Christopher de Bellaigue is an English journalist who fell in love with an Iranian woman, married her, and chose to live in her home country. Trying to understand his adopted land, he began interviewing participants of the Iranian Revolution and the war with Iraq. After more than ten years, he now knows why Iranians do not smile.
Readers of In the Rose Garden of the Martyrs learn that the past and the present are both very close to Iranians, who morn the death of the 7th century Shiite martyr Iman Hossein and recent war hero Hossein Kharrazi with equal tears and wailing. The garden itself is a cemetery for victims of the deadly war with Iraq. The author interviews their families who all express their satisfaction with their sons’ deaths in service to Allah and the Revolution. They long for such honorable deaths themselves they say. Still they do not smile.
Throughout the book de Bellaigue returns to his frequent conversations with a war veteran he calls Mr. Zarif. Mr. Zarif formed a youth gang during the Revolution to oust the Shah and cheered the holding of hostages from the American Embassy. When the war with Iraq began he joined the Revolutionary Guard, which took its orders from the Ayatollah Khomeini and not from the government. After the war he joined an Islamic seminary. From Mr. Zarif readers learn how disappointed he and many revolutionaries are in the country Iran has become.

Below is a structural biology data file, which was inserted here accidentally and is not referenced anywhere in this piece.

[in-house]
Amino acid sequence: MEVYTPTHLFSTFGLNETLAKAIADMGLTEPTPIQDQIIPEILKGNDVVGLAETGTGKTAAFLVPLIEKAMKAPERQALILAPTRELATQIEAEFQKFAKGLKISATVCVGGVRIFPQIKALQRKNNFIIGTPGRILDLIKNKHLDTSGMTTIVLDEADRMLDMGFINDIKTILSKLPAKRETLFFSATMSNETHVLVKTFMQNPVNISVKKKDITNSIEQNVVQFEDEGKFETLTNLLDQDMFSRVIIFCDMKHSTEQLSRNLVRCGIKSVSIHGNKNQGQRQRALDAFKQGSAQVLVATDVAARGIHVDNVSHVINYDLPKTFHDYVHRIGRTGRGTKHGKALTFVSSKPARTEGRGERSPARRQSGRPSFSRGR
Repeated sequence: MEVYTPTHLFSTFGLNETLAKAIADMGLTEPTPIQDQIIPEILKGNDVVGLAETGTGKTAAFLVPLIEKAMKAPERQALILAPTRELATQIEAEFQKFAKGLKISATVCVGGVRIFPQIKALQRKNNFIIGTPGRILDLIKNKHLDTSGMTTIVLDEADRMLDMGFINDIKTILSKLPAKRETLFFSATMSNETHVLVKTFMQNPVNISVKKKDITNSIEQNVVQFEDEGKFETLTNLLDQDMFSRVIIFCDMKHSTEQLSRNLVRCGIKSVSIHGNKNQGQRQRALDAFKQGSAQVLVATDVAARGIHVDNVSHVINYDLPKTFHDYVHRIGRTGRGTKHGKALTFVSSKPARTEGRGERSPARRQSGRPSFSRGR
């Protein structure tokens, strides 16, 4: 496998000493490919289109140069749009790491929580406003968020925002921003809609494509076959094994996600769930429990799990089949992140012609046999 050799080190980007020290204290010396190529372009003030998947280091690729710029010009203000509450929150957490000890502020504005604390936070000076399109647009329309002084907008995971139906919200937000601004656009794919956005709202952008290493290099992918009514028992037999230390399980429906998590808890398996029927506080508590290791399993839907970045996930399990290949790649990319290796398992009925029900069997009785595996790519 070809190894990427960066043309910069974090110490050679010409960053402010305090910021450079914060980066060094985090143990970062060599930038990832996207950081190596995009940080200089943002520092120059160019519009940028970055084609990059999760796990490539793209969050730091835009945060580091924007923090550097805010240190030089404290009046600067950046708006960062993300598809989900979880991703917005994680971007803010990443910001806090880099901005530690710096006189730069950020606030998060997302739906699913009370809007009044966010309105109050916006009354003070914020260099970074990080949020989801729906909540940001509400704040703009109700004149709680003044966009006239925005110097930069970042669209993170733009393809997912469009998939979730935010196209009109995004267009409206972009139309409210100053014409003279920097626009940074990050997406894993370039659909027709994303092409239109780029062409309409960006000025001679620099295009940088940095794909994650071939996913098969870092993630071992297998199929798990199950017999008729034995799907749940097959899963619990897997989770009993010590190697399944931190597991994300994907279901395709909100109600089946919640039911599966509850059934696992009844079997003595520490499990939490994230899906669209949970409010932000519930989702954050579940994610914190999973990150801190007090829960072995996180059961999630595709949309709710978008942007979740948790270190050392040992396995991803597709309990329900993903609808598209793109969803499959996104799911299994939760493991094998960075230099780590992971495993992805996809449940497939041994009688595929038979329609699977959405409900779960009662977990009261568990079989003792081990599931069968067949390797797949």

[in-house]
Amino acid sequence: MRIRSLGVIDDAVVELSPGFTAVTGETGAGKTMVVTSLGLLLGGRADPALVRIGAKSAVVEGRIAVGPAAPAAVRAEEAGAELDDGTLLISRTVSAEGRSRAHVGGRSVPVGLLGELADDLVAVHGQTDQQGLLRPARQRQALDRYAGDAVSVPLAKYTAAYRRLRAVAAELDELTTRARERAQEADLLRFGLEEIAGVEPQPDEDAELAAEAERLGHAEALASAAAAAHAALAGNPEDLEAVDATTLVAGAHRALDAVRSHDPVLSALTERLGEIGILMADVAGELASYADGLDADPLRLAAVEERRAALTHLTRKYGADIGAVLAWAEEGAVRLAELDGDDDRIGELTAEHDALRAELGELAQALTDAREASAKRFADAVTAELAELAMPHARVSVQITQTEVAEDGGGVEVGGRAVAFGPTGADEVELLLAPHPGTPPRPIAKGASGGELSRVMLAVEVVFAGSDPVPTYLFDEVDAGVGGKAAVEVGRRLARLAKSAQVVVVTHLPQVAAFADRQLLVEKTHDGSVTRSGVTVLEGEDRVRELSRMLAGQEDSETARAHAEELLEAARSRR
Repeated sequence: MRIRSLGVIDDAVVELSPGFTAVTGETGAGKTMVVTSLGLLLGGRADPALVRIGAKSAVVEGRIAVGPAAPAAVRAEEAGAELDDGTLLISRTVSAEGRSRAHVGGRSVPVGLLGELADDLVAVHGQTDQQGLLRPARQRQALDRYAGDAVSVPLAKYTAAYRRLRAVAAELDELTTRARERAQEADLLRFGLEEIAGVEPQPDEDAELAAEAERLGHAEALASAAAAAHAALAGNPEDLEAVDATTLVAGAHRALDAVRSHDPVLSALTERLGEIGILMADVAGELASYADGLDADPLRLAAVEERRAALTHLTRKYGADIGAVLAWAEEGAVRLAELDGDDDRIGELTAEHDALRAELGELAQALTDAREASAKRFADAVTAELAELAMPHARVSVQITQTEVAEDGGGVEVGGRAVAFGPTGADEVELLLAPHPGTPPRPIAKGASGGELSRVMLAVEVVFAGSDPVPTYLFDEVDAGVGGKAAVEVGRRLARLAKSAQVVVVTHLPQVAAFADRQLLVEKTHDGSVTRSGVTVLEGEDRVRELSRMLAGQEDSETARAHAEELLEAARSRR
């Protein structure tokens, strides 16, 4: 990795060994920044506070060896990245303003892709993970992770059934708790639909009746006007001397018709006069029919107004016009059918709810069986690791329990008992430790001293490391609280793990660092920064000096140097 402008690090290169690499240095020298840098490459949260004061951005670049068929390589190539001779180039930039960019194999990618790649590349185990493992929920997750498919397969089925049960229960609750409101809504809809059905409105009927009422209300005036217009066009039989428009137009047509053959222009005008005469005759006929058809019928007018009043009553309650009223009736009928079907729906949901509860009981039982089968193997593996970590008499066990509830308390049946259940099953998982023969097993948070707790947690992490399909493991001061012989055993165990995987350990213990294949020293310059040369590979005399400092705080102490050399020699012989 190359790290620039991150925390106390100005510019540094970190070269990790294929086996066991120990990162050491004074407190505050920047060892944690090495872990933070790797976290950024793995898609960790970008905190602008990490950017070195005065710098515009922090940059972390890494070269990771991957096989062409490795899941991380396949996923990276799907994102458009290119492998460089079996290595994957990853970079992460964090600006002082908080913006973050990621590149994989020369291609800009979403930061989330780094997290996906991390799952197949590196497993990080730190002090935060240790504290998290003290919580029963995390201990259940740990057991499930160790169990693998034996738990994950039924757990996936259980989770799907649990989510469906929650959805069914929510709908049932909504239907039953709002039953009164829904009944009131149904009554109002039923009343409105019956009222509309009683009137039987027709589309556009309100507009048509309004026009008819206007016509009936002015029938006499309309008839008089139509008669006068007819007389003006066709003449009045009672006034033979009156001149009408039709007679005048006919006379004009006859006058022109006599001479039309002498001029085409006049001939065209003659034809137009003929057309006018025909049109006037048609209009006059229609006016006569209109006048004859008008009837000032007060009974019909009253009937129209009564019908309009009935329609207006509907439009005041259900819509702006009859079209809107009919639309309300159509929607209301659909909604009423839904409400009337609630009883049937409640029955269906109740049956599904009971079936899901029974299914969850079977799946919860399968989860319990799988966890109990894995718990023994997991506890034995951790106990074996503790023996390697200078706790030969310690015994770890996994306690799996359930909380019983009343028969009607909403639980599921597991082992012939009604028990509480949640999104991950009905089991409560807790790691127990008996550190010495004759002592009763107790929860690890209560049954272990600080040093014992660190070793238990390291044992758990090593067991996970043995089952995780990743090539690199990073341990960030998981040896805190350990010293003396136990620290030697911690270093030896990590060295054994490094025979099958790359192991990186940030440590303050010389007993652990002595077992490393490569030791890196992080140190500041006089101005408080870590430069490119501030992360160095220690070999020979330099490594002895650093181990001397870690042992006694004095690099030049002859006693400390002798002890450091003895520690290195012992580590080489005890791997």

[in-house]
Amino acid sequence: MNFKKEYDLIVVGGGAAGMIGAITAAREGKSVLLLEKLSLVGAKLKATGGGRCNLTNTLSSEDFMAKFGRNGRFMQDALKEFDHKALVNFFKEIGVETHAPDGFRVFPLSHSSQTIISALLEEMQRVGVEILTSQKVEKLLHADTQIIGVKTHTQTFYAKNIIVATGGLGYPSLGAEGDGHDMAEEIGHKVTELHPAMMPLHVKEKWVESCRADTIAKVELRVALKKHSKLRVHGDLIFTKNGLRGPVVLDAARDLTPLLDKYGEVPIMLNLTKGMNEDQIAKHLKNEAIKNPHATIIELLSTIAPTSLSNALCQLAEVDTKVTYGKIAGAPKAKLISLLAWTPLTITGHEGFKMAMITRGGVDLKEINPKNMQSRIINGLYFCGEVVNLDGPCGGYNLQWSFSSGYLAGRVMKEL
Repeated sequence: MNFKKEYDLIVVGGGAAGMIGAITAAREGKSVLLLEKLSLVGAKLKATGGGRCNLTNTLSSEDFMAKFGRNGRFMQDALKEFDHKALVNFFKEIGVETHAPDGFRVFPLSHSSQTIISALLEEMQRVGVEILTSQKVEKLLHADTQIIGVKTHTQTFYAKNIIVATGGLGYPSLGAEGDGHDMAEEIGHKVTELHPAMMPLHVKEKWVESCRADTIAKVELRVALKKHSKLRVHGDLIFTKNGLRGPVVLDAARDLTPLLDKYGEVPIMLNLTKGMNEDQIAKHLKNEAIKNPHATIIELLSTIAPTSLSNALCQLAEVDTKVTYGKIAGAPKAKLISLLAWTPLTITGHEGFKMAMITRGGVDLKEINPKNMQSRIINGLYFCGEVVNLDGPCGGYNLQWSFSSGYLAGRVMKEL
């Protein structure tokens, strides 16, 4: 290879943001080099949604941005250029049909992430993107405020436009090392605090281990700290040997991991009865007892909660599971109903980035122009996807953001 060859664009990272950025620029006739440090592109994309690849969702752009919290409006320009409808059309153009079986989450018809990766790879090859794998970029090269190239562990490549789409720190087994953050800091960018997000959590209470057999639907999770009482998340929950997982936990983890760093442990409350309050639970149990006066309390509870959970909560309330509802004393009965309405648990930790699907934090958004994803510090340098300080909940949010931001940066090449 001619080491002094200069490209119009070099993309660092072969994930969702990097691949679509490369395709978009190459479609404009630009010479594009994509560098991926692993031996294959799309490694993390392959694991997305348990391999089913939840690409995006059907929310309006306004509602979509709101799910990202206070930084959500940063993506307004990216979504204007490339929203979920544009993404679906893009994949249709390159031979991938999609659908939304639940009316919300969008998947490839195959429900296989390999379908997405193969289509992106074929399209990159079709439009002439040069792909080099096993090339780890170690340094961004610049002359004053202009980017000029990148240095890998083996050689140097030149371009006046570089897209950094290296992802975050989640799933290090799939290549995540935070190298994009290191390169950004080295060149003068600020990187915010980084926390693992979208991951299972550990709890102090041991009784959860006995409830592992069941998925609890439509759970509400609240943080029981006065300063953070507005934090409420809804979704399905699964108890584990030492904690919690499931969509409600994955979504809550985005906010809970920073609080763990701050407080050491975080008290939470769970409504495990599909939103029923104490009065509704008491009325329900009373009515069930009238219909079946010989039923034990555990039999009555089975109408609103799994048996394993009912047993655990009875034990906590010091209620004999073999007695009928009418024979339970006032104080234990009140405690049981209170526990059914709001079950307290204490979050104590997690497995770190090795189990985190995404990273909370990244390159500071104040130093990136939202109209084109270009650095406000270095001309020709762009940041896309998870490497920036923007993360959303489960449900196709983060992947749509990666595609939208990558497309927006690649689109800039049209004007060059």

The author is best when he profiles the Iranian people and their experiences. He reveals them as individuals with many viewpoints, longing for a good society and worthy lives. His explanations of Iranian politics and international diplomacy, however, can sometimes be confusing to the reader; the alliances including the Ayatollah Khomeini, Bani-Sadr, Rafsanjani, Ayatollah Montazeri, and many others were constantly changing and many heroes became enemies of the imams and were executed or assassinated. Historians will be sorting out the story for generations.
As a reference librarian I wish the book had an index. It is billed as a memoir, but it is as much a history of Iran and could be used by students. Even without the indexing it is a book worth reading and I recommend it to most public libraries.
De Bellaigue, Christopher. In the Rose Garden of the Martyrs: A Memoir of Iran. New York: HarperCollins, 2005, c2004. ISBN 0066209803